an old dog
Jan Pennington took these pictures for us last year because our lab, Schooner, is getting old. He lags behind us on walks now and groans over sore joints whenever he flops down. Pete & I have our seventh anniversary this month, but it really feels like the life we’ve made together started with bringing Schooner home as a puppy in New Mexico eleven years ago. Some people mark the first years of marriage by a place or a first house, but ours are all tied to a brown dog. Schooner’s photo was our save-the-date postcard, he lived with us in third story apartments in Seattle, he rode along on drives up and down the Alcan Highway. He was equally miserable the summer we spent finishing the cabin in Uyak Bay. He hates loud power tools and raised voices. His presence in the house means that arguments end just as we realize we’re fighting, when Schooner’s tail sinks between his legs and he leaves the room.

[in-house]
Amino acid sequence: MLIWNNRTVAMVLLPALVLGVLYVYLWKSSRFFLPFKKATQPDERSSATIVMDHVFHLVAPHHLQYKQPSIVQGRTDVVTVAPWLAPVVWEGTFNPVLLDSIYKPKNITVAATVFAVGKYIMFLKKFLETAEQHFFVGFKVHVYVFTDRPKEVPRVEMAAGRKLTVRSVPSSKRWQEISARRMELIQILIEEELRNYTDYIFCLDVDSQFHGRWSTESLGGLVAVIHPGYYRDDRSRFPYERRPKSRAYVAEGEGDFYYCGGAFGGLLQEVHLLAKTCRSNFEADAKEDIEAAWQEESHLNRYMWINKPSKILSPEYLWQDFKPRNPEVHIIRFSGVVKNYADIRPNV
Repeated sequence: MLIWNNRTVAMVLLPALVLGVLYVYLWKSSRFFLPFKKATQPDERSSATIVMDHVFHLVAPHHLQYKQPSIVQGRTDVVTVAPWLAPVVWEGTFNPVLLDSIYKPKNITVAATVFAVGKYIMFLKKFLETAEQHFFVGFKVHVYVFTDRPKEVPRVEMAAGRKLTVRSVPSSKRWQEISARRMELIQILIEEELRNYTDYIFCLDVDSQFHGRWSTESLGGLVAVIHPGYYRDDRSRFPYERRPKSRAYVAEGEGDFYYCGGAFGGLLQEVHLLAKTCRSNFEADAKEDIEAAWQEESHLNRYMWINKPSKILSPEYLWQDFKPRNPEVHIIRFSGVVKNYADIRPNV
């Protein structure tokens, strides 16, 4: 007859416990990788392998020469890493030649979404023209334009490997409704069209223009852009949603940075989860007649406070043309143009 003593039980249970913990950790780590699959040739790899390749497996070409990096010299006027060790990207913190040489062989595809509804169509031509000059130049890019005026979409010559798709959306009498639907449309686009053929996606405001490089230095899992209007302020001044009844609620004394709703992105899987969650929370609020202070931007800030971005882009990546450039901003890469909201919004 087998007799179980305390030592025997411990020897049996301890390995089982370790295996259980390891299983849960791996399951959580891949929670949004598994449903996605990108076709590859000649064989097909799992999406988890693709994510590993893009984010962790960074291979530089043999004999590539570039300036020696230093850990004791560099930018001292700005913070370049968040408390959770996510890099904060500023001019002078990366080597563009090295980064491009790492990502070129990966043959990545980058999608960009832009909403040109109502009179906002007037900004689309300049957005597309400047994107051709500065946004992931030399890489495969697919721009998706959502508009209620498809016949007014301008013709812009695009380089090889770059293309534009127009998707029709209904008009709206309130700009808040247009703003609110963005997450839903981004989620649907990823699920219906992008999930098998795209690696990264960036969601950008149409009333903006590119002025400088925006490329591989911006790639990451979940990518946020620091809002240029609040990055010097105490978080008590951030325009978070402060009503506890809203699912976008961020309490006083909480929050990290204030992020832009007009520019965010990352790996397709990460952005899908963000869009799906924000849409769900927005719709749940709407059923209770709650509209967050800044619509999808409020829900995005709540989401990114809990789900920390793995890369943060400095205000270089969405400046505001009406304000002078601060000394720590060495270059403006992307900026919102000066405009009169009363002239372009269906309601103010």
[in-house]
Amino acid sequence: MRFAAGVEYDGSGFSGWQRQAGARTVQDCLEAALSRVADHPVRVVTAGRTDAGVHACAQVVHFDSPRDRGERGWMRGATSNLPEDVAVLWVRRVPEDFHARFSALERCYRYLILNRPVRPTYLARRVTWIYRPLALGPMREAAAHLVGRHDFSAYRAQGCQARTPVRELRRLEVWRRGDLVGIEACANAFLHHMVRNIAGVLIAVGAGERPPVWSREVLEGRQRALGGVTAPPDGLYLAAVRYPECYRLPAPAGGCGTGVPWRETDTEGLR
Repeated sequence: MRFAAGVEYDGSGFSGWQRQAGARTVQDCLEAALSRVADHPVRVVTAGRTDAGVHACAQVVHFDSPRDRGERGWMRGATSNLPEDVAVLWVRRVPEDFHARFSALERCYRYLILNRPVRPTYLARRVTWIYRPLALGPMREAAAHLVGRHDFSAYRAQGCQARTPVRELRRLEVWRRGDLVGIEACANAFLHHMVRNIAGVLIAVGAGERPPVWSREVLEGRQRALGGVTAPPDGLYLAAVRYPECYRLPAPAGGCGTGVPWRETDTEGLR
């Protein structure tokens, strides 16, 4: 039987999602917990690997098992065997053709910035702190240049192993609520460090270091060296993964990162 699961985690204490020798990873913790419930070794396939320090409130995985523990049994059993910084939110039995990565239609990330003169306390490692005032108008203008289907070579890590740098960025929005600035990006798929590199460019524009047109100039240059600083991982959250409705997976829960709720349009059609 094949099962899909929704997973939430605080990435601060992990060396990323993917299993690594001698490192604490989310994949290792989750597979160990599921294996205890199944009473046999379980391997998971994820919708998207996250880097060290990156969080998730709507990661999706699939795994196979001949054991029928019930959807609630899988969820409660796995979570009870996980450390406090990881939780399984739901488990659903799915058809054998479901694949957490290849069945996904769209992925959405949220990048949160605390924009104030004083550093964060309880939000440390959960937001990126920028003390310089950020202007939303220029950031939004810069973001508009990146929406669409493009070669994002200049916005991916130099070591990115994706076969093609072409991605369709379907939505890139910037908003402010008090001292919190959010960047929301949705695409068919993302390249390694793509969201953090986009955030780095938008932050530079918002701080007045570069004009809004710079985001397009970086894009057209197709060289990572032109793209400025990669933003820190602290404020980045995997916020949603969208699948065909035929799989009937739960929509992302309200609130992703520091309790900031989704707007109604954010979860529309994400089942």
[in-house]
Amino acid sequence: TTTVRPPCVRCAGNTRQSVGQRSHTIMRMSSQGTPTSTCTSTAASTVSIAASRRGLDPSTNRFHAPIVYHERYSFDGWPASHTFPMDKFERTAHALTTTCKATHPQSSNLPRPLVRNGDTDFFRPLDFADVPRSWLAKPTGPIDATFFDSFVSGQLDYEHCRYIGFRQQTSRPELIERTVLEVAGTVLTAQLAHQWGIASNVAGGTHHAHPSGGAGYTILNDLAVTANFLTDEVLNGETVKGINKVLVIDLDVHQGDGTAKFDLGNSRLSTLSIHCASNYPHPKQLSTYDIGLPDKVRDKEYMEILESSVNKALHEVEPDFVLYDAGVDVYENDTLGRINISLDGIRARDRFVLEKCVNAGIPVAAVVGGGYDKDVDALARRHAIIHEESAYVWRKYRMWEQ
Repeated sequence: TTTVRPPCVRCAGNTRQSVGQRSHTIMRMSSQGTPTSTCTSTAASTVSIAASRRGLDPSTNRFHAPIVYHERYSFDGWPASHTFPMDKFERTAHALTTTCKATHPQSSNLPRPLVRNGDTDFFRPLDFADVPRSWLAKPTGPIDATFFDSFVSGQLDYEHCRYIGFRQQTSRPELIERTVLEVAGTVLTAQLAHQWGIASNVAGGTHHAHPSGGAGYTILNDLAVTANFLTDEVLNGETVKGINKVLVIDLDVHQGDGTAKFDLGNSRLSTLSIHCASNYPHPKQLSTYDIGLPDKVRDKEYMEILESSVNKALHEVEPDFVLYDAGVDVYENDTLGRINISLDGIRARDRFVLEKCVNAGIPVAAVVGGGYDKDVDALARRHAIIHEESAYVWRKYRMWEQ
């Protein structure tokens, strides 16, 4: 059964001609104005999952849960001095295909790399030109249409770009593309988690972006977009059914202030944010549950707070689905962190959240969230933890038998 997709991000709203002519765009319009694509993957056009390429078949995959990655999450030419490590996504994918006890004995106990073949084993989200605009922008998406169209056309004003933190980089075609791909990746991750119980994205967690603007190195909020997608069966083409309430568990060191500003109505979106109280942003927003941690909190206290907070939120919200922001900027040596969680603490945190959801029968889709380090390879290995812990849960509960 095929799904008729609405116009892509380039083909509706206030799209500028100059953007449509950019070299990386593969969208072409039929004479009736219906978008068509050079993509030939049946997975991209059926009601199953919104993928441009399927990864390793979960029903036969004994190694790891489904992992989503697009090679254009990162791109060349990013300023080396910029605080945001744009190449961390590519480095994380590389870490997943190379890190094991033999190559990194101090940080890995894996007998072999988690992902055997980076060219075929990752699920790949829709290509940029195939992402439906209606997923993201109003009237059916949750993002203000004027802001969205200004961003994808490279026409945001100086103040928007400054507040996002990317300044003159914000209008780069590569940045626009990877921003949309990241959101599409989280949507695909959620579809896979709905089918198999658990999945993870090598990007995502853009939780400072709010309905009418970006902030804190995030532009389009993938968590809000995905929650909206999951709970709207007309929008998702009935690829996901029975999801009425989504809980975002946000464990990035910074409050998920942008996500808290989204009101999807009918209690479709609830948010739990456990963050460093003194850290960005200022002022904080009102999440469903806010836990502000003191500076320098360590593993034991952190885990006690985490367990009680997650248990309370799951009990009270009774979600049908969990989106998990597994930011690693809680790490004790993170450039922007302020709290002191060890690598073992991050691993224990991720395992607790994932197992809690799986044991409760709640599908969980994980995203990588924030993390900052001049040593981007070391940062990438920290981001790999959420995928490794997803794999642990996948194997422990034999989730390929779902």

I took him for a walk today, and maybe it was because I’d just read Diane Ackerman’s essay about the beauty and decay of falling leaves that I was thinking about change and the significance of endings.
“In time, they will become fragil, and, like the body, return to dust. They are as we hope our own fate will be when we die: Not to vanish, just to sublime from one beautiful state into another.”
Maybe the anticipation of winter and the waning light has me sad today. Or maybe it was the realization that Schooner’s lessening mobility and his last, slower years happen to parallel a kind of settling down into this stage of parenthood and life–working, planning, compromising. I’m nostalgic for the sunlight and warmth of the Southwest in the fall, for long drives to new places, Schooner at our feet in the tent, nights we watched for trails of light across a deep, still sky.